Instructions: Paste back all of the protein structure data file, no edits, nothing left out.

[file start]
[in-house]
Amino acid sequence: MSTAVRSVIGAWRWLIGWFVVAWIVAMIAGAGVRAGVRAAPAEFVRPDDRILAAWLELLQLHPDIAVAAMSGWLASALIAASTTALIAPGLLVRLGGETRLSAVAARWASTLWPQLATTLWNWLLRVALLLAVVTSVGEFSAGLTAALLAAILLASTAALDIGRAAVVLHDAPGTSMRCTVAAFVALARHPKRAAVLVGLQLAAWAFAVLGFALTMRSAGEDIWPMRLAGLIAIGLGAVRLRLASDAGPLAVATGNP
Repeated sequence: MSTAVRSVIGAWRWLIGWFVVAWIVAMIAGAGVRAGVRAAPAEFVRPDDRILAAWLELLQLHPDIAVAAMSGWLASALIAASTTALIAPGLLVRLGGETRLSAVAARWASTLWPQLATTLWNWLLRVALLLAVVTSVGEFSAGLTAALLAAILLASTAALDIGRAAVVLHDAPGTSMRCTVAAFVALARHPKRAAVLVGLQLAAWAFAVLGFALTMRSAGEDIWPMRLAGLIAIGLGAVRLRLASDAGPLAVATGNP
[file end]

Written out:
[in-house]
Amino acid sequence: MSTAVRSVIGAWRWLIGWFVVAWIVAMIAGAGVRAGVRAAPAEFVRPDDRILAAWLELLQLHPDIAVAAMSGWLASALIAASTTALIAPGLLVRLGGETRLSAVAARWASTLWPQLATTLWNWLLRVALLLAVVTSVGEFSAGLTAALLAAILLASTAALDIGRAAVVLHDAPGTSMRCTVAAFVALARHPKRAAVLVGLQLAAWAFAVLGFALTMRSAGEDIWPMRLAGLIAIGLGAVRLRLASDAGPLAVATGNP
Repeated sequence: MSTAVRSVIGAWRWLIGWFVVAWIVAMIAGAGVRAGVRAAPAEFVRPDDRILAAWLELLQLHPDIAVAAMSGWLASALIAASTTALIAPGLLVRLGGETRLSAVAARWASTLWPQLATTLWNWLLRVALLLAVVTSVGEFSAGLTAALLAAILLASTAALDIGRAAVVLHDAPGTSMRCTVAAFVALARHPKRAAVLVGLQLAAWAFAVLGFALTMRSAGEDIWPMRLAGLIAIGLGAVRLRLASDAGPLAVATGNP